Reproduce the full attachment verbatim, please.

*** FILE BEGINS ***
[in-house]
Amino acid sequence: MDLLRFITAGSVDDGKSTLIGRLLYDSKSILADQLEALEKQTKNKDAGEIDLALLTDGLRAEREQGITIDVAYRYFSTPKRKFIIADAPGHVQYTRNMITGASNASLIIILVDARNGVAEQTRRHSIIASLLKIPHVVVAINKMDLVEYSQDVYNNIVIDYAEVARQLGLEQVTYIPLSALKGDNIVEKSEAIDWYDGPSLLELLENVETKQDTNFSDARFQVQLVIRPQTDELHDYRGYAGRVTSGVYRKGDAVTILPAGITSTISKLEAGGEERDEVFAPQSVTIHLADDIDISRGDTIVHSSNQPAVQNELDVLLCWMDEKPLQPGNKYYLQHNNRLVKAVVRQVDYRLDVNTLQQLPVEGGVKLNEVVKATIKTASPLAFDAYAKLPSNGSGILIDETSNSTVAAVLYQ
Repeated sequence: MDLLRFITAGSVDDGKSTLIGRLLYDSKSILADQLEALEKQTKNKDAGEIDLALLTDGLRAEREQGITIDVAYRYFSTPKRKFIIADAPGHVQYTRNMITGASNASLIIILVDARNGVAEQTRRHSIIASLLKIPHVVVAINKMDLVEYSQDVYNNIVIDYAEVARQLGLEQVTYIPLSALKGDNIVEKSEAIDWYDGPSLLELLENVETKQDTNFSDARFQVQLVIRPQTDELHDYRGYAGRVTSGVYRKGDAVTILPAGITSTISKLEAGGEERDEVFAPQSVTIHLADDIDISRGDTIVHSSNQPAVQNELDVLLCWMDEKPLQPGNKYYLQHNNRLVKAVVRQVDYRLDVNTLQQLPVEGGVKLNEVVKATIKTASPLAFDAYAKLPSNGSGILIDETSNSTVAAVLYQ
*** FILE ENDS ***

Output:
[in-house]
Amino acid sequence: MDLLRFITAGSVDDGKSTLIGRLLYDSKSILADQLEALEKQTKNKDAGEIDLALLTDGLRAEREQGITIDVAYRYFSTPKRKFIIADAPGHVQYTRNMITGASNASLIIILVDARNGVAEQTRRHSIIASLLKIPHVVVAINKMDLVEYSQDVYNNIVIDYAEVARQLGLEQVTYIPLSALKGDNIVEKSEAIDWYDGPSLLELLENVETKQDTNFSDARFQVQLVIRPQTDELHDYRGYAGRVTSGVYRKGDAVTILPAGITSTISKLEAGGEERDEVFAPQSVTIHLADDIDISRGDTIVHSSNQPAVQNELDVLLCWMDEKPLQPGNKYYLQHNNRLVKAVVRQVDYRLDVNTLQQLPVEGGVKLNEVVKATIKTASPLAFDAYAKLPSNGSGILIDETSNSTVAAVLYQ
Repeated sequence: MDLLRFITAGSVDDGKSTLIGRLLYDSKSILADQLEALEKQTKNKDAGEIDLALLTDGLRAEREQGITIDVAYRYFSTPKRKFIIADAPGHVQYTRNMITGASNASLIIILVDARNGVAEQTRRHSIIASLLKIPHVVVAINKMDLVEYSQDVYNNIVIDYAEVARQLGLEQVTYIPLSALKGDNIVEKSEAIDWYDGPSLLELLENVETKQDTNFSDARFQVQLVIRPQTDELHDYRGYAGRVTSGVYRKGDAVTILPAGITSTISKLEAGGEERDEVFAPQSVTIHLADDIDISRGDTIVHSSNQPAVQNELDVLLCWMDEKPLQPGNKYYLQHNNRLVKAVVRQVDYRLDVNTLQQLPVEGGVKLNEVVKATIKTASPLAFDAYAKLPSNGSGILIDETSNSTVAAVLYQ